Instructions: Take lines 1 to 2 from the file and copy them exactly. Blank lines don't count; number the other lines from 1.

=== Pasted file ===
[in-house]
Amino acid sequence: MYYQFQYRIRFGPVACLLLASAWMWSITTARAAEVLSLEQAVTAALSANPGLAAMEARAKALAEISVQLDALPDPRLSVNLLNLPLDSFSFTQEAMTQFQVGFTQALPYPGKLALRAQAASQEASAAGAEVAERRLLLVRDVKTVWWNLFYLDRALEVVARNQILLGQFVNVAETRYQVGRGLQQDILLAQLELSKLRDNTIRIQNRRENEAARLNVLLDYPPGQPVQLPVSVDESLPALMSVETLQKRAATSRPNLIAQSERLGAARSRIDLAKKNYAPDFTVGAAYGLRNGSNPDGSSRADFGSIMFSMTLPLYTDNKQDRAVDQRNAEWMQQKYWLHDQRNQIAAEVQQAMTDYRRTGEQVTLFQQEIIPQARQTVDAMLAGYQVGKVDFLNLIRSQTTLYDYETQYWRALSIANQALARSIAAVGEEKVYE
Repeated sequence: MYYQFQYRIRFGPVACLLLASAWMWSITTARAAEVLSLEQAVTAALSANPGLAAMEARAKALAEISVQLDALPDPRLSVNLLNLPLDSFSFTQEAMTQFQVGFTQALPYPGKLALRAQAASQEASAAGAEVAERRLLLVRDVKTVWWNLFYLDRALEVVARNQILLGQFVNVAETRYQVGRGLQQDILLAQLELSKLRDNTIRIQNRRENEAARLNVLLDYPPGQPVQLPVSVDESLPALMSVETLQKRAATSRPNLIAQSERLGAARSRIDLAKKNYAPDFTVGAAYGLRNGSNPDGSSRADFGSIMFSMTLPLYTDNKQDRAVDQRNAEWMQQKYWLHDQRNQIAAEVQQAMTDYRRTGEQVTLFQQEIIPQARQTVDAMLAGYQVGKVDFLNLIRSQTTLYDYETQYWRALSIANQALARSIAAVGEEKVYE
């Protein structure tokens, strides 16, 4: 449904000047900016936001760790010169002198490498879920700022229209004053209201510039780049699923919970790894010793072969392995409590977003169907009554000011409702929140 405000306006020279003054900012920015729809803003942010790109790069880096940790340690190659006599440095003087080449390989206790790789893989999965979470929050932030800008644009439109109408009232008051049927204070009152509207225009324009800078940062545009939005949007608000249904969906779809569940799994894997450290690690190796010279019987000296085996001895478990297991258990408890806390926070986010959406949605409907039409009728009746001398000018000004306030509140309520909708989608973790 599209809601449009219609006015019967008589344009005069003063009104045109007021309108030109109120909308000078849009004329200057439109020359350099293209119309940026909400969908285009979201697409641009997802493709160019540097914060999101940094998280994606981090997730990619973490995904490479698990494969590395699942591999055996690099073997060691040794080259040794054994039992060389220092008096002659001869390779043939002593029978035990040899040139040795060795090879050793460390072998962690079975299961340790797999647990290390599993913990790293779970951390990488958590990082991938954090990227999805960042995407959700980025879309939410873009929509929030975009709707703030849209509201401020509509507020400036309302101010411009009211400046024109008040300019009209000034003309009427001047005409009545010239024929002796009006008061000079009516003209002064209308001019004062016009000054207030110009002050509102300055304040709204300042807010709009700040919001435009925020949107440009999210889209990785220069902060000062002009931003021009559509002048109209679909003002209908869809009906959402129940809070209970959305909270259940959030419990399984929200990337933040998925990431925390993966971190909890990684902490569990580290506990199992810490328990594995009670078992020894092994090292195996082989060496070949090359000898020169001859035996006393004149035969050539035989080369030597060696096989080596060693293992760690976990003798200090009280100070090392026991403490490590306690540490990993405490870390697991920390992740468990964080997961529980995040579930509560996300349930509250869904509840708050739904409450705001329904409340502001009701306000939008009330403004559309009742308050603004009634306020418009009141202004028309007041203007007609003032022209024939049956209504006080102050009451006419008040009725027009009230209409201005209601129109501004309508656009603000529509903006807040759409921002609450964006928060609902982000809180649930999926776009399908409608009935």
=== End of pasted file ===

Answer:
[in-house]
Amino acid sequence: MYYQFQYRIRFGPVACLLLASAWMWSITTARAAEVLSLEQAVTAALSANPGLAAMEARAKALAEISVQLDALPDPRLSVNLLNLPLDSFSFTQEAMTQFQVGFTQALPYPGKLALRAQAASQEASAAGAEVAERRLLLVRDVKTVWWNLFYLDRALEVVARNQILLGQFVNVAETRYQVGRGLQQDILLAQLELSKLRDNTIRIQNRRENEAARLNVLLDYPPGQPVQLPVSVDESLPALMSVETLQKRAATSRPNLIAQSERLGAARSRIDLAKKNYAPDFTVGAAYGLRNGSNPDGSSRADFGSIMFSMTLPLYTDNKQDRAVDQRNAEWMQQKYWLHDQRNQIAAEVQQAMTDYRRTGEQVTLFQQEIIPQARQTVDAMLAGYQVGKVDFLNLIRSQTTLYDYETQYWRALSIANQALARSIAAVGEEKVYE